β€œIn life we all have an unspeakable secret"

Ande Bliss

Ande Bliss
November 04
Essays, poetry, opinion and short stories. Free lance on line and in print. Favorite quote: "In life we all have an unspeakable secret, and irreversible regret, an unreachable dream, and an unforgettable love.” ― Diego Marchi Personal Website:


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JANUARY 23, 2012 2:13PM


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IRENA SENDLER:  (died May 12th, 2008...she was 98)

If you have not heard about Irena, I hope that you will take the time to watch the youtube video reference below: I wish that I had met her…but then again, there were so many, and it was a long time ago……..

Warsaw, Poland

During WWII, Irena, got permission to work in the Warsaw ghetto, as a Plumbing/Sewer specialist. She had an ulterior motive. It was to smuggle Jewish infants out of the ghetto in the bottom of the toolbox she carried. She also carried a burlap sack in the back of her truck, for the larger ones.

A dog in the back was trained to bark when the Nazi soldiers let her in and out of the ghetto. The soldiers, of course, wanted nothing to do with the dog and the barking covered any of the children's noise.

Her unbelieveable heroic effort saved 2500 young children.

Eventually, she was caught and the Nazi's broke both of her legs and arms and beat her severely.

Irena kept a record of the names of all the children in a glass jar that she buried under a tree in her back yard. After the war, she tried to locate any parents that may have survived and tried to reunite the family. Most had been gassed. The children she helped were placed into foster family homes or adopted.

In 2007 Irena was assumed to be nominated for the Nobel Peace Prize. She was not selected.*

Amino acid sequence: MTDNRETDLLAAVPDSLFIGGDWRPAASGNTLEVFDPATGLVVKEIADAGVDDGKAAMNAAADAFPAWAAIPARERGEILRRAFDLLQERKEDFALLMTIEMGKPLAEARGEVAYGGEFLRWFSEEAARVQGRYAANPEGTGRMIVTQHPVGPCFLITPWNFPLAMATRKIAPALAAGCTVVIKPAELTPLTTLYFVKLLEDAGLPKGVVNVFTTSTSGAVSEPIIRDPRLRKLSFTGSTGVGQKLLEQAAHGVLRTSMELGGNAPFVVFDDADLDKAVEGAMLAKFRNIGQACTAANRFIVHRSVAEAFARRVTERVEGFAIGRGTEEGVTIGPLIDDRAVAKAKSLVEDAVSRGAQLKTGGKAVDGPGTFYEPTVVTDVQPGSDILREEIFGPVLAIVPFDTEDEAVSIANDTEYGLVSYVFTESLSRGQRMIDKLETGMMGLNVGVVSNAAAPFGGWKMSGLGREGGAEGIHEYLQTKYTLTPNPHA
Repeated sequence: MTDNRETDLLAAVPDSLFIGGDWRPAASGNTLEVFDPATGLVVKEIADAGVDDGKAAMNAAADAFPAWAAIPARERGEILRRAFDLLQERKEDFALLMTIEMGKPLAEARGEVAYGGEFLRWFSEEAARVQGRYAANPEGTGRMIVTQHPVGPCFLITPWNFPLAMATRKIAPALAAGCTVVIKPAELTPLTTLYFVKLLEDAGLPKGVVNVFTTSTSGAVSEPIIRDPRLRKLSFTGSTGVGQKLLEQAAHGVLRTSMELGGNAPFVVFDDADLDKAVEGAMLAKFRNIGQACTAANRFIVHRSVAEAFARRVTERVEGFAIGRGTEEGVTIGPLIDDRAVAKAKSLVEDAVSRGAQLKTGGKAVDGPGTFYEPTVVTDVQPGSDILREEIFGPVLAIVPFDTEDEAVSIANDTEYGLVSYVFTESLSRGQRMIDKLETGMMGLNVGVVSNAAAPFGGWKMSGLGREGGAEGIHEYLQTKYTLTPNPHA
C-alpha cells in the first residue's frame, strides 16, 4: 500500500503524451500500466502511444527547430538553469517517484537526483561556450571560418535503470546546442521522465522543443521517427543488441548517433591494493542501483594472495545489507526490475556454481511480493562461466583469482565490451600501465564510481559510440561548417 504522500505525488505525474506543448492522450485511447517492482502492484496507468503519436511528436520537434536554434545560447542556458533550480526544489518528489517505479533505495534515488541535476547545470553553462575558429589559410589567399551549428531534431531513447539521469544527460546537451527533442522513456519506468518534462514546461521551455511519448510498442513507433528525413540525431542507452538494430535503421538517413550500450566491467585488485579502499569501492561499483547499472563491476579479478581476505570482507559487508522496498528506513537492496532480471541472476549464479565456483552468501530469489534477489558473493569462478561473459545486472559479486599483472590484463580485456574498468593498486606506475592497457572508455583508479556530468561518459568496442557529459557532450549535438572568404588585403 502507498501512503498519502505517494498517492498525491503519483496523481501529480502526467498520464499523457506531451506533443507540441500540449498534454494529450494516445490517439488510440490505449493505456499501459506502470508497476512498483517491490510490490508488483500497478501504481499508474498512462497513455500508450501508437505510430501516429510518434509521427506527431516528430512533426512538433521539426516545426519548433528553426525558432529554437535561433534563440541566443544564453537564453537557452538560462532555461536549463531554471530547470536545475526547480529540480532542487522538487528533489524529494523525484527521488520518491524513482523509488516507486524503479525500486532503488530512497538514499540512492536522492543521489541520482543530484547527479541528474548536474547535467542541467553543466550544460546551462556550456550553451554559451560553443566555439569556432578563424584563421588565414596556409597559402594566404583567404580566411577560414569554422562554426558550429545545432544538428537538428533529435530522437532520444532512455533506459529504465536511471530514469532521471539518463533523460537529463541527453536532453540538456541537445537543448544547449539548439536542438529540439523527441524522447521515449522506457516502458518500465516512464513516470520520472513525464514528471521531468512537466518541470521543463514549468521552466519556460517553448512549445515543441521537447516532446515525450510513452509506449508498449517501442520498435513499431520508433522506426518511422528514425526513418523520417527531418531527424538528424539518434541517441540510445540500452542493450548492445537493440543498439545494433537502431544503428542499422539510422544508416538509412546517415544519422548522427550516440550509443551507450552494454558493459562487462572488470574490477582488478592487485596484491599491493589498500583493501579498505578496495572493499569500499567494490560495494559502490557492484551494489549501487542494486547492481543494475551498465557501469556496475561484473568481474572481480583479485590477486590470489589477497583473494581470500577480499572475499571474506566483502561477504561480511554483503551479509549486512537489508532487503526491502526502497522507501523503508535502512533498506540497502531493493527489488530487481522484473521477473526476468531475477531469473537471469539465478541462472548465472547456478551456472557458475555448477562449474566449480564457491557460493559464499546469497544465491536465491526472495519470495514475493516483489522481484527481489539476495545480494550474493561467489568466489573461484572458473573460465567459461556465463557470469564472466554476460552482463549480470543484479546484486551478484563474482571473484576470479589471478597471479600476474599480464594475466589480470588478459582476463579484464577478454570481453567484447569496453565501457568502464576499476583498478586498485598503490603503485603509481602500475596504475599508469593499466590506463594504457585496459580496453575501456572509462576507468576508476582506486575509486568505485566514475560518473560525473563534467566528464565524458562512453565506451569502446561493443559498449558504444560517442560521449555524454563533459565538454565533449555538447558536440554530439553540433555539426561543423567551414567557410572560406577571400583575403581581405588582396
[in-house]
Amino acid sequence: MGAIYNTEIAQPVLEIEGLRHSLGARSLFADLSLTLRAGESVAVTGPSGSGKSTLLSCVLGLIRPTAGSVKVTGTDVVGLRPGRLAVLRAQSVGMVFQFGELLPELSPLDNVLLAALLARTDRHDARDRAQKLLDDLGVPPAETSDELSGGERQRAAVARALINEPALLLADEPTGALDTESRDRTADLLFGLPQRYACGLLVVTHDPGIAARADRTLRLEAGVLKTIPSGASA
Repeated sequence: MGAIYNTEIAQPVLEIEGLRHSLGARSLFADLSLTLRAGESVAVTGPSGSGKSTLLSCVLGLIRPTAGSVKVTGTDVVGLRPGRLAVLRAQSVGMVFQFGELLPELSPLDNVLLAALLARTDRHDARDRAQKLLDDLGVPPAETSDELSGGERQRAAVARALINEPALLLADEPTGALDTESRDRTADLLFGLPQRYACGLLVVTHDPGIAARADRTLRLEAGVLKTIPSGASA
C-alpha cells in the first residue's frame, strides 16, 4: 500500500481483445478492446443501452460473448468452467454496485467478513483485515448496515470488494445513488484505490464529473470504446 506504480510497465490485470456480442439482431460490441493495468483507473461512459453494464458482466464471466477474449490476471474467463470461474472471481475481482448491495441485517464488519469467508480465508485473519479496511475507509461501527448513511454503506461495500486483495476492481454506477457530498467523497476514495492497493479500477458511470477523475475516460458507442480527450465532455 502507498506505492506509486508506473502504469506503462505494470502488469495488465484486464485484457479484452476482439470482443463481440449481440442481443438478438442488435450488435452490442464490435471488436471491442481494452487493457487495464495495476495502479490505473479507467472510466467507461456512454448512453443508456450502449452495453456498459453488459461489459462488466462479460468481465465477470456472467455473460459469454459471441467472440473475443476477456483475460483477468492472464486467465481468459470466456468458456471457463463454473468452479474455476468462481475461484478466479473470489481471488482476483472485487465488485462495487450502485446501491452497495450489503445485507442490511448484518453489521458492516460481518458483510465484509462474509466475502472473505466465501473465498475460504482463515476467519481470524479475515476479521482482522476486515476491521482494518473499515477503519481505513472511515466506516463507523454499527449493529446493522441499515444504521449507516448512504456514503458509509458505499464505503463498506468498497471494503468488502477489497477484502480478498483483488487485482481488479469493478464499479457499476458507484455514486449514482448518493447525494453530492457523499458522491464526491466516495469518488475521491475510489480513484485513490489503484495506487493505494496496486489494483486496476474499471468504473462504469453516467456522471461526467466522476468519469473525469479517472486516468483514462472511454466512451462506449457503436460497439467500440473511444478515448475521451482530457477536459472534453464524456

They understood that life and liberty were all that mattered and that they had survived.

I met them; several hundred.  All of them had tattooed numbers on their wrists or arms.

A dozen or more who had also been imprisoned in the Soviet Union. Survivors of Stalin and the Gulags. We met to plan for the first gathering of American holocaust survivors in Washington D.C. Their stories stunned.

 At other times, in so many places, I have met them.


When I met him, he was the President of a Advertising Agency in Boston. He was a big man who lived an even bigger life.

 When he was 16 and living in Czechoslovakia. He and some other young scouts were to be rounded up by the occupying German forces for writing anti- Nazi slogans on walls. His parents put him on a train with a suitcase and a piece of family china.

He was heading for a boys camp in Italy and from there he would travel to Palestine where he would go to school and study music. He served in two liberating armies. A scallywag of sorts, but a survivor in the extreme.


On the island of Culebra, PR, I met another. This man survived the journey from Cuba to Miami in a raft after the Bay of Pigs invasion. There were 23 who left. Their journey was treacherous. Four survived. The man I speak of had about twenty dollars in his pocket when he came ashore. He is now a Vice President of a TV station in Puerto Rico.